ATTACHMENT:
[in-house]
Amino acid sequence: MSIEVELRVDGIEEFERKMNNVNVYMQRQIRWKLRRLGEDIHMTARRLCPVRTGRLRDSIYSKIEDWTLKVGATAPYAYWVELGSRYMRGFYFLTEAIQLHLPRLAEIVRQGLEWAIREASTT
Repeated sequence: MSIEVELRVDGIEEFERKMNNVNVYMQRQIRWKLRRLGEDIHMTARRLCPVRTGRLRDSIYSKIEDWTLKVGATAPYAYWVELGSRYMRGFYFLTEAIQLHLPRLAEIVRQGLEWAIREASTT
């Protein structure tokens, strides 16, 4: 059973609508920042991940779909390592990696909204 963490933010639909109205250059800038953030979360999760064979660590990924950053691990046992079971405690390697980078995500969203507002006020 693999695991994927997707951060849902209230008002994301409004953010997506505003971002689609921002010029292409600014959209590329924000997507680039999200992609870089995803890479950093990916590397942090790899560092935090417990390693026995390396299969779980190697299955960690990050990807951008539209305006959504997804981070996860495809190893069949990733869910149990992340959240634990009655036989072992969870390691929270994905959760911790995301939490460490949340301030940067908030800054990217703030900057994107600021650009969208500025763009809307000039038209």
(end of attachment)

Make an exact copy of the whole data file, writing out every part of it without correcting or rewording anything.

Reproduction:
[in-house]
Amino acid sequence: MSIEVELRVDGIEEFERKMNNVNVYMQRQIRWKLRRLGEDIHMTARRLCPVRTGRLRDSIYSKIEDWTLKVGATAPYAYWVELGSRYMRGFYFLTEAIQLHLPRLAEIVRQGLEWAIREASTT
Repeated sequence: MSIEVELRVDGIEEFERKMNNVNVYMQRQIRWKLRRLGEDIHMTARRLCPVRTGRLRDSIYSKIEDWTLKVGATAPYAYWVELGSRYMRGFYFLTEAIQLHLPRLAEIVRQGLEWAIREASTT
């Protein structure tokens, strides 16, 4: 059973609508920042991940779909390592990696909204 963490933010639909109205250059800038953030979360999760064979660590990924950053691990046992079971405690390697980078995500969203507002006020 693999695991994927997707951060849902209230008002994301409004953010997506505003971002689609921002010029292409600014959209590329924000997507680039999200992609870089995803890479950093990916590397942090790899560092935090417990390693026995390396299969779980190697299955960690990050990807951008539209305006959504997804981070996860495809190893069949990733869910149990992340959240634990009655036989072992969870390691929270994905959760911790995301939490460490949340301030940067908030800054990217703030900057994107600021650009969208500025763009809307000039038209």